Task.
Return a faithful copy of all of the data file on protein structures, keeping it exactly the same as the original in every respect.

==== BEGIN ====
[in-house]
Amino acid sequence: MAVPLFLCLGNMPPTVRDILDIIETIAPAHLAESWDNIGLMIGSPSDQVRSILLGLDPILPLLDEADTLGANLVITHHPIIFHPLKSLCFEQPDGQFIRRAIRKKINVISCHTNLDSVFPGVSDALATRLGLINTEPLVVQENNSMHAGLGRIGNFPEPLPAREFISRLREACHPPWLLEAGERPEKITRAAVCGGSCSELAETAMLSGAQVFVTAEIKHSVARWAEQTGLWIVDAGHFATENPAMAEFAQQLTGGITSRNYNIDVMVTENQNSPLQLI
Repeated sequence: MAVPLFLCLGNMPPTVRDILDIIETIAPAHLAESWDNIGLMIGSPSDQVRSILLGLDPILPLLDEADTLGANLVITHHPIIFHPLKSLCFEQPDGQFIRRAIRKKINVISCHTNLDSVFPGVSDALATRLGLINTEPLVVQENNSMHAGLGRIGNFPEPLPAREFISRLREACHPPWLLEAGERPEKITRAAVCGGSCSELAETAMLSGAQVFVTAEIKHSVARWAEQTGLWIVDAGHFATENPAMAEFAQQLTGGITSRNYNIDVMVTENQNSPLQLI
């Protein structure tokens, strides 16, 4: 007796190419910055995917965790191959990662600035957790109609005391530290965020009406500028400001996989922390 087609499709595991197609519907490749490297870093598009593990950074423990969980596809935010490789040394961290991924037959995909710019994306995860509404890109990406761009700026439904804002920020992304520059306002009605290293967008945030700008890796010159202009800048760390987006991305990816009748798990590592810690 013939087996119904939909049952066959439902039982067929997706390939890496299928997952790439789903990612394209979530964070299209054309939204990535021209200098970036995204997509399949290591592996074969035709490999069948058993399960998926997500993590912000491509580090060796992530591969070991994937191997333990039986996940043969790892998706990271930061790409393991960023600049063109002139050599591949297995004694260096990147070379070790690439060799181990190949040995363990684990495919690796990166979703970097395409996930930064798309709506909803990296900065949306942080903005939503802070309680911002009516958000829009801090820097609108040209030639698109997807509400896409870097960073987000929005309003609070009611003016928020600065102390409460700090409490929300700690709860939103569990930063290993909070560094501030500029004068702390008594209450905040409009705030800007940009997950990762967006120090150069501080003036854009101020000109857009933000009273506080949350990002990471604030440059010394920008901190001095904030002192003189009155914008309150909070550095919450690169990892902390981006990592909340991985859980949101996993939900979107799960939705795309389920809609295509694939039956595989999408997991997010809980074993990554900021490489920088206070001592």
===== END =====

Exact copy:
[in-house]
Amino acid sequence: MAVPLFLCLGNMPPTVRDILDIIETIAPAHLAESWDNIGLMIGSPSDQVRSILLGLDPILPLLDEADTLGANLVITHHPIIFHPLKSLCFEQPDGQFIRRAIRKKINVISCHTNLDSVFPGVSDALATRLGLINTEPLVVQENNSMHAGLGRIGNFPEPLPAREFISRLREACHPPWLLEAGERPEKITRAAVCGGSCSELAETAMLSGAQVFVTAEIKHSVARWAEQTGLWIVDAGHFATENPAMAEFAQQLTGGITSRNYNIDVMVTENQNSPLQLI
Repeated sequence: MAVPLFLCLGNMPPTVRDILDIIETIAPAHLAESWDNIGLMIGSPSDQVRSILLGLDPILPLLDEADTLGANLVITHHPIIFHPLKSLCFEQPDGQFIRRAIRKKINVISCHTNLDSVFPGVSDALATRLGLINTEPLVVQENNSMHAGLGRIGNFPEPLPAREFISRLREACHPPWLLEAGERPEKITRAAVCGGSCSELAETAMLSGAQVFVTAEIKHSVARWAEQTGLWIVDAGHFATENPAMAEFAQQLTGGITSRNYNIDVMVTENQNSPLQLI
């Protein structure tokens, strides 16, 4: 007796190419910055995917965790191959990662600035957790109609005391530290965020009406500028400001996989922390 087609499709595991197609519907490749490297870093598009593990950074423990969980596809935010490789040394961290991924037959995909710019994306995860509404890109990406761009700026439904804002920020992304520059306002009605290293967008945030700008890796010159202009800048760390987006991305990816009748798990590592810690 013939087996119904939909049952066959439902039982067929997706390939890496299928997952790439789903990612394209979530964070299209054309939204990535021209200098970036995204997509399949290591592996074969035709490999069948058993399960998926997500993590912000491509580090060796992530591969070991994937191997333990039986996940043969790892998706990271930061790409393991960023600049063109002139050599591949297995004694260096990147070379070790690439060799181990190949040995363990684990495919690796990166979703970097395409996930930064798309709506909803990296900065949306942080903005939503802070309680911002009516958000829009801090820097609108040209030639698109997807509400896409870097960073987000929005309003609070009611003016928020600065102390409460700090409490929300700690709860939103569990930063290993909070560094501030500029004068702390008594209450905040409009705030800007940009997950990762967006120090150069501080003036854009101020000109857009933000009273506080949350990002990471604030440059010394920008901190001095904030002192003189009155914008309150909070550095919450690169990892902390981006990592909340991985859980949101996993939900979107799960939705795309389920809609295509694939039956595989999408997991997010809980074993990554900021490489920088206070001592």